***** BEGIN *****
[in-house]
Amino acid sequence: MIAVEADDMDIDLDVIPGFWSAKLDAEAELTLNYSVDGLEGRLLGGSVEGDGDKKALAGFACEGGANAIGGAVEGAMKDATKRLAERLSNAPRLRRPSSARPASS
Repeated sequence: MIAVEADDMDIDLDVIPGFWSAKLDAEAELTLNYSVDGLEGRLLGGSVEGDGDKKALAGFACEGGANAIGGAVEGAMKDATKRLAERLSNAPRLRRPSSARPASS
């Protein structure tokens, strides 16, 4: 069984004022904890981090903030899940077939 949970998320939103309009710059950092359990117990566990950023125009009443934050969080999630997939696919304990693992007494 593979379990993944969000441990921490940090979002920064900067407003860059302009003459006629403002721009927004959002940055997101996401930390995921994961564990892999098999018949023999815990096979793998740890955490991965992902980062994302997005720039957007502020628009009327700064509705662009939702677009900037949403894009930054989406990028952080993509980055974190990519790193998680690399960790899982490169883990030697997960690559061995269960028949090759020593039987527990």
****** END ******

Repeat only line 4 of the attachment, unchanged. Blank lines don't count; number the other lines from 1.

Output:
């Protein structure tokens, strides 16, 4: 069984004022904890981090903030899940077939 949970998320939103309009710059950092359990117990566990950023125009009443934050969080999630997939696919304990693992007494 593979379990993944969000441990921490940090979002920064900067407003860059302009003459006629403002721009927004959002940055997101996401930390995921994961564990892999098999018949023999815990096979793998740890955490991965992902980062994302997005720039957007502020628009009327700064509705662009939702677009900037949403894009930054989406990028952080993509980055974190990519790193998680690399960790899982490169883990030697997960690559061995269960028949090759020593039987527990």